BURN ALL THE BOOKS: It is now official. Reading is dead.
For who's going to need books, magazines and newspapers when there is birtually nowhere that you can't take along a TV-receiving mobile phone to catch up on the news, weather and sports, and otherwise keep yourself entertained? Why, these multi-media marvels even work in the bathroom.
HAVE IT YOUR WAY: Video service on mobile phones comes in two styles today. Cingular/AT&T recently joined the front runner Sprint in offering a 23-channel "streaming" video service called MobiTV, working on their somewhat upgraded, second-generation data networks.
While some of these streams are video-phone exclusives, like ToonWorld TV Classics, more are postage-stamp versions of cable channels like MSNBC, C-SPAN and Fox Sports, running on a 30-second delay.
MobiTV service starts at $10 a month, over and above regular phone costs, and with severe time restrictions placed on the viewing.
If you're likely to watch a lot on that little screen, it's best to upgrade to a $20 (Cingular) or $25 (Sprint) all-you-can-watch package. Sprint's version also includes wireless Web and photo sharing (exploiting multimedia phones' built0in cameras), plus multi-channel streaming music supplied by the cable/satellite TV fixture MusicChoice.
The second way to deliver video to a phone is "on-demand" - a term familiar to cable viewers. A menu lets you select two- to four-minute videos custom crafted for the tiny phone screen. Twenty or 30-seconds later, the clip is loaded and playing.
Sprint can bring this to 'ya, too, as Sprint TV. A minimalist, "basic" $10 package previews the technology. You'll then want to add on channels priced at a monthly charge of $3.95 to $4.95 each.
A better on-demand treat is Verizon's just launched V CAST. It costs $15 a month over and above your normal phone charges. But this package includes way more clips than "basic" Sprint TV - at least 300 on any given day. And no additional airtime charges accrue, even for the heaviest of Verizon video watchers.
Of equal importance, the picture quality with V CAST is far superior to that of its competitors. That's because V CAST runs on a "3G" (third-generation) EV-DO (Evolution-Data Optimized) network, now available in 32 major metroplitan markets, and hitting half the country before year's end. EV-DO runs at two to three times the speed of second-gen systems, packing in excess of 300 kilobits of data per second.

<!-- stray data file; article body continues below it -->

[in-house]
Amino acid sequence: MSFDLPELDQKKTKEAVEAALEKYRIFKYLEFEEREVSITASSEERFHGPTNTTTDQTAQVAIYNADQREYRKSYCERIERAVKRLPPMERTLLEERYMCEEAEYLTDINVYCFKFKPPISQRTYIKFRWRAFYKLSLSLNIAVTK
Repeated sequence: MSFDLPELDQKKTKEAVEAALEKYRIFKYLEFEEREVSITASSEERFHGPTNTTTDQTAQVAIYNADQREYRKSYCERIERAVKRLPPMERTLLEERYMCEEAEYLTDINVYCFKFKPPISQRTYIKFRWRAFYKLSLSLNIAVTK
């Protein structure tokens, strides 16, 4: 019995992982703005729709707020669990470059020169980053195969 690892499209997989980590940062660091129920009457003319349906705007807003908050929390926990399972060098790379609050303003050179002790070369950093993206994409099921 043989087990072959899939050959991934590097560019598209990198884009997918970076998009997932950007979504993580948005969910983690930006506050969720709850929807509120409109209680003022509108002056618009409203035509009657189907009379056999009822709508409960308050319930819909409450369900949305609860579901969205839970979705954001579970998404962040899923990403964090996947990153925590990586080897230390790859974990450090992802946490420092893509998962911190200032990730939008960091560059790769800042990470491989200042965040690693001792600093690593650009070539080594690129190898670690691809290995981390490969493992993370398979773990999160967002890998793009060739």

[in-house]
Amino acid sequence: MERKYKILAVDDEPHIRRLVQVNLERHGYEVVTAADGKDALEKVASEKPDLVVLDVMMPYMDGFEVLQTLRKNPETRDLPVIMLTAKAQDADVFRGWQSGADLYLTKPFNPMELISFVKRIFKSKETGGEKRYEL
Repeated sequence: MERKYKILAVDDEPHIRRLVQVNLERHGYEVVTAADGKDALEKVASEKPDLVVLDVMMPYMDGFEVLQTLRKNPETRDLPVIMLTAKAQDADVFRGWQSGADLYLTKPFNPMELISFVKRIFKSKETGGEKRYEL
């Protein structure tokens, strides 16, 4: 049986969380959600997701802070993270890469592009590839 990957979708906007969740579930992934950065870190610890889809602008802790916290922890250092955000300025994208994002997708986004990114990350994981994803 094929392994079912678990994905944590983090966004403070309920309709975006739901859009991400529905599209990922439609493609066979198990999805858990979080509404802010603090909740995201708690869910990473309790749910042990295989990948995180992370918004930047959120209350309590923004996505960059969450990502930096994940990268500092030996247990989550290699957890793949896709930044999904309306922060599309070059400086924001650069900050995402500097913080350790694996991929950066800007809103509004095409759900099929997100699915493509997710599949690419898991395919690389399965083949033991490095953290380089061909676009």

WATCH OUT! Here's how the differences played out. Even on Cingular's top-performing phone, the "EDGE-service enhanced," high frame rate-capable Nokia 6620, the MobiTV service delivered a herky-jerky screen image, though audio was smooth.
More annoying, some channels sputtered to a halt every couple of minutes, and a "buffering" notification flashed onscreen. The program would then back up to the previous sentence and start again, wreaking havoc on the standup comedians delivery on the Comedy Time channel. After about 20 minutes, a channel often locked up, requiring a system reboot.
Also quirky, Cingular throws up a message, "Are you still watching?" every four minutes. Press a keypad button quickly, or you'll be disconnected.
Better results are expected when Cingular upgrades its service and phones to "3G" technology later this year.
LESS DEMANDING ON-DEMAND: Comparing the on-demand viewing services, Sprint TB playing on a Samsung A700 multimedia phone actually pulled up a story from NBC Mobile about a half-second faster than did Verizon’s V CAST on the LG VX8000 phone. But the clip looked significantly better on V CAST.
On Sprint TV (also due for a speed upgrade later this year) the image appeared mildly out of focus and suffered from occasional digital breakup.
On the V CAST version, the picture looked consistently smooth and clear – even with fast-paced XGame action clips. Superimposed text can be read on the LG screen, though not while watching credits-heavy movie trailers. And while V CAST’s picture is slightly out of synch with the sound – a common complaint with all mobile TV phone services - the image doesn’t freeze up or blank out.
CONTENT IS KING: Yes, waiting for a video clip to load is slightly annoying. But, there’s no suffering through the commercials and repetition that come with a streaming news channel. And that on-demand content is customized for the mite-sized medium.
On V CAST, the tasty TV nuggets include ESPN’s snappy “24 Hours in Sports” recap and the made-for-mobile dramas “Sunset Hotel,” “Love & Hate” and “24 Conspiracy” (a spin off of the TV show). Also appealing are songs from the “Sesame Street” series and highlights from “Jimmy Kimmel Live” and John Stewart’s “The Daily Show.”
Extras to buy from V CAST include pop music videos (too busy for the little screen) and zippy video games. Stay away from the yawn-inducing, 99-cent-per-download NASCAR driver interviews, unless you’re a true believer.
© 2005, Philadelphia Daily News. Distributed by Knight Ridder/Tribune Information Services.